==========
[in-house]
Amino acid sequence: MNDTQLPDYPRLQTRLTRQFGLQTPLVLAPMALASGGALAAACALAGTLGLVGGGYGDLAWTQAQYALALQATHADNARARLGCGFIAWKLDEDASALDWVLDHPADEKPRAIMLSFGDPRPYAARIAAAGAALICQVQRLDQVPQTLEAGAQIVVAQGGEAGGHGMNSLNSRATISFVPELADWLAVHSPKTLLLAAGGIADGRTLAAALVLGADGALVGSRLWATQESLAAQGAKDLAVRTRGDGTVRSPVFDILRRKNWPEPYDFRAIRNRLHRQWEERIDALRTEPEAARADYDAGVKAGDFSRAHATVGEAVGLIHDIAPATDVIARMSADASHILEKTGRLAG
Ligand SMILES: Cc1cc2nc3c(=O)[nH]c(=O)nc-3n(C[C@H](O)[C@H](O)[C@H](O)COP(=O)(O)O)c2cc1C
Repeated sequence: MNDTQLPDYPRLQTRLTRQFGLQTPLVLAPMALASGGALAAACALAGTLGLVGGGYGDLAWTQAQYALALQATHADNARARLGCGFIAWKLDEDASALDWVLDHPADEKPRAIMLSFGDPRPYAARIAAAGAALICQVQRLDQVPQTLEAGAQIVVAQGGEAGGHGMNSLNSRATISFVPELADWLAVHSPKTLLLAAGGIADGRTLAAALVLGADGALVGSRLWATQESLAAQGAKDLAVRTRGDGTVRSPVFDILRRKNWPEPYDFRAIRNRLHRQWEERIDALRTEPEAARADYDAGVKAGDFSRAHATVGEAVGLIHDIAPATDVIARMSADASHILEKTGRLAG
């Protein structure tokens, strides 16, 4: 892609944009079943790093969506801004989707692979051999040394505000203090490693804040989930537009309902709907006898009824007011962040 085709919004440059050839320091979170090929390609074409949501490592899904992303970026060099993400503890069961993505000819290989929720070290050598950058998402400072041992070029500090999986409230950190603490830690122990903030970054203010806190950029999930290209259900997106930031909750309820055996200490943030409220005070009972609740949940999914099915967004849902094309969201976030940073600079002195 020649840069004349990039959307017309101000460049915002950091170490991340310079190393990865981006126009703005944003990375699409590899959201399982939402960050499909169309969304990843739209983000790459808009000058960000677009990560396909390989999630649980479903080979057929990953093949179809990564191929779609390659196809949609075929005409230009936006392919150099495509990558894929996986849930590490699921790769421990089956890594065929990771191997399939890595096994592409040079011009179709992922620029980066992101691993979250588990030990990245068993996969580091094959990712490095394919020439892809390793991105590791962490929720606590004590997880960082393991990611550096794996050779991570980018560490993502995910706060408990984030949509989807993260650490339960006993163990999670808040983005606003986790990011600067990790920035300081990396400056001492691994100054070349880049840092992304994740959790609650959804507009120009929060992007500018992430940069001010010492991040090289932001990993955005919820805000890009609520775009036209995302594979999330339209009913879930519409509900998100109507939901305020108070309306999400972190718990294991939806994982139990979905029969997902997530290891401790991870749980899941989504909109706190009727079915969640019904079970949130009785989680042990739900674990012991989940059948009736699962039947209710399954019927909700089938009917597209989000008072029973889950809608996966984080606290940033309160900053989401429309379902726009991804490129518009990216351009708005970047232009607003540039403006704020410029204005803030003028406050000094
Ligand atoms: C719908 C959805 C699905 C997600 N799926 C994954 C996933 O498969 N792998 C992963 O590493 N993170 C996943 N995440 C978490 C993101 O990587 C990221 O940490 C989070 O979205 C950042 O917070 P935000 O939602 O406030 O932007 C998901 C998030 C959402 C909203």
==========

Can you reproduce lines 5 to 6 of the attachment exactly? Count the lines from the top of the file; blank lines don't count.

């Protein structure tokens, strides 16, 4: 892609944009079943790093969506801004989707692979051999040394505000203090490693804040989930537009309902709907006898009824007011962040 085709919004440059050839320091979170090929390609074409949501490592899904992303970026060099993400503890069961993505000819290989929720070290050598950058998402400072041992070029500090999986409230950190603490830690122990903030970054203010806190950029999930290209259900997106930031909750309820055996200490943030409220005070009972609740949940999914099915967004849902094309969201976030940073600079002195 020649840069004349990039959307017309101000460049915002950091170490991340310079190393990865981006126009703005944003990375699409590899959201399982939402960050499909169309969304990843739209983000790459808009000058960000677009990560396909390989999630649980479903080979057929990953093949179809990564191929779609390659196809949609075929005409230009936006392919150099495509990558894929996986849930590490699921790769421990089956890594065929990771191997399939890595096994592409040079011009179709992922620029980066992101691993979250588990030990990245068993996969580091094959990712490095394919020439892809390793991105590791962490929720606590004590997880960082393991990611550096794996050779991570980018560490993502995910706060408990984030949509989807993260650490339960006993163990999670808040983005606003986790990011600067990790920035300081990396400056001492691994100054070349880049840092992304994740959790609650959804507009120009929060992007500018992430940069001010010492991040090289932001990993955005919820805000890009609520775009036209995302594979999330339209009913879930519409509900998100109507939901305020108070309306999400972190718990294991939806994982139990979905029969997902997530290891401790991870749980899941989504909109706190009727079915969640019904079970949130009785989680042990739900674990012991989940059948009736699962039947209710399954019927909700089938009917597209989000008072029973889950809608996966984080606290940033309160900053989401429309379902726009991804490129518009990216351009708005970047232009607003540039403006704020410029204005803030003028406050000094
Ligand atoms: C719908 C959805 C699905 C997600 N799926 C994954 C996933 O498969 N792998 C992963 O590493 N993170 C996943 N995440 C978490 C993101 O990587 C990221 O940490 C989070 O979205 C950042 O917070 P935000 O939602 O406030 O932007 C998901 C998030 C959402 C909203």